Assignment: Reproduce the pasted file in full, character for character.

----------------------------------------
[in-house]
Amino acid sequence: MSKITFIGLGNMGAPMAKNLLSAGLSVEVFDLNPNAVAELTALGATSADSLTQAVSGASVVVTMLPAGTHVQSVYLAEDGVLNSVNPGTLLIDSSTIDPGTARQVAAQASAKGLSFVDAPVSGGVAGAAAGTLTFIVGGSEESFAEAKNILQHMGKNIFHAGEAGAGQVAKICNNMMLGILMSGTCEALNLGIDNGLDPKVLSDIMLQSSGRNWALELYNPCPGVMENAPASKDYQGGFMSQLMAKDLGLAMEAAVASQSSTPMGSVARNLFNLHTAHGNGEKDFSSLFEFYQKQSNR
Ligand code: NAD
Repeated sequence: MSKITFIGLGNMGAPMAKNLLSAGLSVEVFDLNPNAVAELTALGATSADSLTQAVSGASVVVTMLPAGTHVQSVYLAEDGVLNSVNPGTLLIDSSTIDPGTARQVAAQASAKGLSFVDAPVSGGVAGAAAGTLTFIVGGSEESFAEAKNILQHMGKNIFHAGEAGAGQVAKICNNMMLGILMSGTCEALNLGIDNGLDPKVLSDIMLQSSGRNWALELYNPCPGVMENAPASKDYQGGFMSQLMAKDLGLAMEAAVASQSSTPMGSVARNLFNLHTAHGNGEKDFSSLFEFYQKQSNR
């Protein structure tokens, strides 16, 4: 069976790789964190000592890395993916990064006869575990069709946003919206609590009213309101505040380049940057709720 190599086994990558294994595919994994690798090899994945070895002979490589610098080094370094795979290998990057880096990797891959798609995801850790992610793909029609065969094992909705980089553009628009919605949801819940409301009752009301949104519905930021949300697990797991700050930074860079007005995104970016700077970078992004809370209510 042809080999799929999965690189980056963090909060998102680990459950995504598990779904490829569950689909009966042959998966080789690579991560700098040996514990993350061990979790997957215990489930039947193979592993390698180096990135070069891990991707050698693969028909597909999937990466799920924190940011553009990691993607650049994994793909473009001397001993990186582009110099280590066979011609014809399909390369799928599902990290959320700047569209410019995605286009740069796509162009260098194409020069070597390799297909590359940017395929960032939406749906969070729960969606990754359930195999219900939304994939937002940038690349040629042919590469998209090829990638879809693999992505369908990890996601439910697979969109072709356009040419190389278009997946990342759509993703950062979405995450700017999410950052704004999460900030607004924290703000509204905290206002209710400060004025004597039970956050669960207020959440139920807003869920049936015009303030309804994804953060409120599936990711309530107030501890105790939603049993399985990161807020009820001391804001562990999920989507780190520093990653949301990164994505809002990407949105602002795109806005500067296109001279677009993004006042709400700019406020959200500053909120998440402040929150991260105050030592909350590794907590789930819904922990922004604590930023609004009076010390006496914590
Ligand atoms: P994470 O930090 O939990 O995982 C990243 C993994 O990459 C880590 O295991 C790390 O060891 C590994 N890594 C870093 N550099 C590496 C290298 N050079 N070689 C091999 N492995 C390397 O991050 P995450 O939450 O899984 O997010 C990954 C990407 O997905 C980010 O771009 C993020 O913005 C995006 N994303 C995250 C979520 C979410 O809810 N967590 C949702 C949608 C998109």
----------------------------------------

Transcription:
[in-house]
Amino acid sequence: MSKITFIGLGNMGAPMAKNLLSAGLSVEVFDLNPNAVAELTALGATSADSLTQAVSGASVVVTMLPAGTHVQSVYLAEDGVLNSVNPGTLLIDSSTIDPGTARQVAAQASAKGLSFVDAPVSGGVAGAAAGTLTFIVGGSEESFAEAKNILQHMGKNIFHAGEAGAGQVAKICNNMMLGILMSGTCEALNLGIDNGLDPKVLSDIMLQSSGRNWALELYNPCPGVMENAPASKDYQGGFMSQLMAKDLGLAMEAAVASQSSTPMGSVARNLFNLHTAHGNGEKDFSSLFEFYQKQSNR
Ligand code: NAD
Repeated sequence: MSKITFIGLGNMGAPMAKNLLSAGLSVEVFDLNPNAVAELTALGATSADSLTQAVSGASVVVTMLPAGTHVQSVYLAEDGVLNSVNPGTLLIDSSTIDPGTARQVAAQASAKGLSFVDAPVSGGVAGAAAGTLTFIVGGSEESFAEAKNILQHMGKNIFHAGEAGAGQVAKICNNMMLGILMSGTCEALNLGIDNGLDPKVLSDIMLQSSGRNWALELYNPCPGVMENAPASKDYQGGFMSQLMAKDLGLAMEAAVASQSSTPMGSVARNLFNLHTAHGNGEKDFSSLFEFYQKQSNR
């Protein structure tokens, strides 16, 4: 069976790789964190000592890395993916990064006869575990069709946003919206609590009213309101505040380049940057709720 190599086994990558294994595919994994690798090899994945070895002979490589610098080094370094795979290998990057880096990797891959798609995801850790992610793909029609065969094992909705980089553009628009919605949801819940409301009752009301949104519905930021949300697990797991700050930074860079007005995104970016700077970078992004809370209510 042809080999799929999965690189980056963090909060998102680990459950995504598990779904490829569950689909009966042959998966080789690579991560700098040996514990993350061990979790997957215990489930039947193979592993390698180096990135070069891990991707050698693969028909597909999937990466799920924190940011553009990691993607650049994994793909473009001397001993990186582009110099280590066979011609014809399909390369799928599902990290959320700047569209410019995605286009740069796509162009260098194409020069070597390799297909590359940017395929960032939406749906969070729960969606990754359930195999219900939304994939937002940038690349040629042919590469998209090829990638879809693999992505369908990890996601439910697979969109072709356009040419190389278009997946990342759509993703950062979405995450700017999410950052704004999460900030607004924290703000509204905290206002209710400060004025004597039970956050669960207020959440139920807003869920049936015009303030309804994804953060409120599936990711309530107030501890105790939603049993399985990161807020009820001391804001562990999920989507780190520093990653949301990164994505809002990407949105602002795109806005500067296109001279677009993004006042709400700019406020959200500053909120998440402040929150991260105050030592909350590794907590789930819904922990922004604590930023609004009076010390006496914590
Ligand atoms: P994470 O930090 O939990 O995982 C990243 C993994 O990459 C880590 O295991 C790390 O060891 C590994 N890594 C870093 N550099 C590496 C290298 N050079 N070689 C091999 N492995 C390397 O991050 P995450 O939450 O899984 O997010 C990954 C990407 O997905 C980010 O771009 C993020 O913005 C995006 N994303 C995250 C979520 C979410 O809810 N967590 C949702 C949608 C998109």